Doc Halladay's Birthday and Rick Reuschel
Roy Halladay turns 37 today, May 14th. It's interesting to note this because May 14th appears to be the day of the year with the most Hall of Famers' birthdays. By my count, there are five people in the Hall of Fame who share a birthday with Doc Halladay; Tony Perez, Earle Combs and Ed Walsh, as players, as well as Negro League founders/executives JL Wilkinson and Alex Pompez. Who knows, maybe some day Halladay's name is added to that (already illustrious) list? So happy birthday to the good Doctor - we hope that you are enjoying your retirement.
But that's not entirely the point of this post. Looking at Roy Halladay's Baseball Reference list caused me to reflect on the career of Rick Reuschel... let me explain.
As many of you know, Baseball Reference has a "Fan EloRater" which allows fans to compare the statistics of two randomized players from different teams/eras/decades side by side while casting a fan vote for the player that you feel is better. It's a community based system that allows each person to determine his or her individual weighting for things like defense versus offense, peak versus career and regular season versus playoffs. After casting your first vote, two more players are randomly picked and placed in front of you to vote on... you can literally do this for hours (not that I would do something like that). The thousands of votes received are compiled into some sort of database and thus you end up with a constantly changing Fan Rating system. Number one on the list, as of this post is Walter Johnson.
As of this post, Roy Halladay's EloRater score is 59 among pitchers which means he ranks 59th all-time as voted upon by the fans that have voted via the EloRating system. And who do you think claims the 58th spot?
None other than Rick Reuschel.
Now, I'm not writing this post in support of a "Rick Reuschel belongs in the Hall of Fame" campaign but there are some things that jump out at you about the Illinois farm boy they called Big Daddy that I think deserves to be noted.
First, he was somewhat of a compiler in that he pitched into his 40's. At first glance, he seemingly hung on to tack on wins. He was a crafty righty who didn't strike a lot of guys out. He was successful because he didn't give free passes and he didn't give up the long ball. He was a very good fielder and an above average hitter. All of those things sort of contributed to his standing among other pitchers in terms of WAR - he ranks 34th in Career WAR among pitchers.
Second, he played for some really bad teams (and pitched in some hitter friendly environments)... his prime years were spent with the 70's Cubs who couldn't sniff the postseason if it smelled of roses and bit them in the nose. Despite that fact, Reuschel posted an ERA below 3.50 (ERA+ of 116) from 1972 to 1981 (his age 23 to 32 seasons). He was a three-time all-star and a two-time Gold Glove winner over the course of *19 seasons. Had he played for better teams, his win totals are probably closer to 250, if not more.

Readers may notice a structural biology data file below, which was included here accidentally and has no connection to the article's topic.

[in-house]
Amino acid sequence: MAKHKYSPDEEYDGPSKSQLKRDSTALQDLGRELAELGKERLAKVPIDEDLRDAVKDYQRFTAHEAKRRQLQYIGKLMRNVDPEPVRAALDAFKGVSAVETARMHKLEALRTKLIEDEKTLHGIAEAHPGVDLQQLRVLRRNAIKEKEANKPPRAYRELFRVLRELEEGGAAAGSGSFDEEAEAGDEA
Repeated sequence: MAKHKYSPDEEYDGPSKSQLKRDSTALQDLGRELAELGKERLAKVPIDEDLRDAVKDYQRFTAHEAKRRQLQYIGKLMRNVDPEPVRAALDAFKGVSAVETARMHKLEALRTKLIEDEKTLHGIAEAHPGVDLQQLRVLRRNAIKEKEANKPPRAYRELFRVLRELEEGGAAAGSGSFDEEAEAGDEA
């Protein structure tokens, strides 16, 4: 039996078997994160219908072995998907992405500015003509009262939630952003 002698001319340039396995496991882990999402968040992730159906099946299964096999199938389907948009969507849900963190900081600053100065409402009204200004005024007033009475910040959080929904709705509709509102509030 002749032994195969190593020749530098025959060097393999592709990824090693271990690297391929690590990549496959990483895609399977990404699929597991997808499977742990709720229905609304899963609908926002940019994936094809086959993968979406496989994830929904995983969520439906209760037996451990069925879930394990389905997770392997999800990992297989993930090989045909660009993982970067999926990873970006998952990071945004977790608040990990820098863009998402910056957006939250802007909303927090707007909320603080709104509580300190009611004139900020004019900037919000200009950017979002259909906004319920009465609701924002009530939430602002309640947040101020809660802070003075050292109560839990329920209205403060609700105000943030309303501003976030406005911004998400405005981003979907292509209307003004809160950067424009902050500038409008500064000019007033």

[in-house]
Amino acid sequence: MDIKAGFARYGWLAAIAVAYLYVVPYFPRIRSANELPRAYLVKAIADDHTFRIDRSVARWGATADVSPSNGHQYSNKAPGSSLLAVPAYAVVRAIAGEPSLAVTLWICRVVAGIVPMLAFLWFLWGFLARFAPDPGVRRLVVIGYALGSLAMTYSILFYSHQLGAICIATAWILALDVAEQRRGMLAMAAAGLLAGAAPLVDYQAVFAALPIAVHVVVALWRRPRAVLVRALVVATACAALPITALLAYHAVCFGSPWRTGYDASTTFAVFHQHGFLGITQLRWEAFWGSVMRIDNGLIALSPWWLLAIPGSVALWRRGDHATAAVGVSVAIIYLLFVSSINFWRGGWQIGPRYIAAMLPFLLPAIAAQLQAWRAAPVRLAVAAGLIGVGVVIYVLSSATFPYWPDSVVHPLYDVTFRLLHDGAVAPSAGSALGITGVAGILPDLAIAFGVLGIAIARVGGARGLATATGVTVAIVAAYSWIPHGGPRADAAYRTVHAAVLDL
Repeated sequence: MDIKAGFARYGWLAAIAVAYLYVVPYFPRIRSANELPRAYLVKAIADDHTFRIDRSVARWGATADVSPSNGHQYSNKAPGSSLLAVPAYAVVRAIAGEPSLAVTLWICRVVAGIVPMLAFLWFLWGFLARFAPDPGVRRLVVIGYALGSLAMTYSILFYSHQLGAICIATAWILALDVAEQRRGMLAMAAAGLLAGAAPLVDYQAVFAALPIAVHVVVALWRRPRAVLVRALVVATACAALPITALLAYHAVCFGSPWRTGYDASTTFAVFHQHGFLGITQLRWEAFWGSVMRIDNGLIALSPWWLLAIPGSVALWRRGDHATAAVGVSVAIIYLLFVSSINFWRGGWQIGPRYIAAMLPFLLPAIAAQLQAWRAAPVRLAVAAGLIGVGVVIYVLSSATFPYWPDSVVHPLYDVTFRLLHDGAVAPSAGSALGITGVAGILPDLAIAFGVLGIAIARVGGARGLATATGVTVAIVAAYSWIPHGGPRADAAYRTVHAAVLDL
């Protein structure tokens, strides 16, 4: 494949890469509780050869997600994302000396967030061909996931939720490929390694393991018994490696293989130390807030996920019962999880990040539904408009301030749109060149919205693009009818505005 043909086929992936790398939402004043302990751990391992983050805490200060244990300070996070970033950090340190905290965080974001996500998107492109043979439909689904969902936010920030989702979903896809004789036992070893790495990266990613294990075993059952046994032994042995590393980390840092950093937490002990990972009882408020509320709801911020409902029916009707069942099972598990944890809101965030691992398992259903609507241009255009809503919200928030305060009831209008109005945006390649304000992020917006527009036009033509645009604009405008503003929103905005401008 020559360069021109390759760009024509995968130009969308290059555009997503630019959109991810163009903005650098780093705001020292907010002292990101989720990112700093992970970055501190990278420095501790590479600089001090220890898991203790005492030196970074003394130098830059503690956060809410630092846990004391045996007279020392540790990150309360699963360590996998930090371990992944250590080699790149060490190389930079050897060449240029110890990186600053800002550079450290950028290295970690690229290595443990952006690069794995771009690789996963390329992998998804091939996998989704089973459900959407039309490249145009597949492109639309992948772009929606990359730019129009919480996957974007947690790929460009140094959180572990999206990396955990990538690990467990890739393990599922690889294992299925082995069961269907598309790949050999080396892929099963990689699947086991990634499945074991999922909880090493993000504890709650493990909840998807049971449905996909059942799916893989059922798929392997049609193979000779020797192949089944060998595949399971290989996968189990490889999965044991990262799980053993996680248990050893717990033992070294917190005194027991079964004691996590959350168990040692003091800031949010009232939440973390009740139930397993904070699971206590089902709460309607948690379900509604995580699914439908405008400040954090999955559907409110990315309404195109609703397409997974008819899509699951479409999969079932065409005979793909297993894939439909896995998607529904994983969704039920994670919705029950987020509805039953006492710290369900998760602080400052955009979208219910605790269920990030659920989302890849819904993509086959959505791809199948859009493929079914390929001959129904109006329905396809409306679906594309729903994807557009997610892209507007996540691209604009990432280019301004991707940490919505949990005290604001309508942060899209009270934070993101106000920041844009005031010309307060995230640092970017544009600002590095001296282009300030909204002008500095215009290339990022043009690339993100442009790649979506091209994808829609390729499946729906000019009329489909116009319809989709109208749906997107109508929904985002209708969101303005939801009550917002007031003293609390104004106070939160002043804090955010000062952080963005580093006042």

* Saying that he played 19 seasons is sort of misleading because...
Third, he missed the equivalent of two and a half full seasons due to a shoulder injury which many feared would inevitably end his career. He missed the entire 1982 season and pitched sparingly (and ineffectively) in 1983 and 1984. He didn't really get his career back on track until 1985 at the ripe age of 36. That year, with the Pirates, he went 14-8 while tossing 194 innings with an ERA of 2.27 (winning the Sporting News Comeback Player of the Year Award). Reuschel would average 224 innings (3.27 ERA) over the next four seasons before tailing off his final two years (age 41 and 42 seasons where he only pitched in 19 games total).
He earned two Hall of Fame votes in his first and only year on the ballot in 1997.
Other notable players on the ballot for the first time that year - Dave Parker, Dwight Evans and Bobby Bonds. Other Hall of Famers that were on the ballot in 1997 (in order of votes received)- Phil Niekro, Don Sutton, Tony Perez, Ron Santo, Jim Rice, Bruce Sutter and Joe Torre yet only Phil Niekro earned enough votes to be selected to enter the Hall of Fame that year. Joe Torre actually fell off the balllot that year in his 15th and final year as an eligible ballot entry (he was selected by the Veteran's Committee). Of all the players on the ballot, Rick Reuschel's 70 career WAR ranked third behind only Niekro and Ron Santo. His JAWS score (reflects a players peak years) was good enough for third among the names on the ballot. His highest WAR 7 (seven best WAR seasons totaled) ranked fifth.
Let me be clear, Reuschel is not a Hall of Famer but pulling all of this together, I'd say that Reuschel deserved to hang on the Hall of Fame ballot longer than he did. As mentioned, in his first and only year on the ballot in 1997, he only garnered two votes.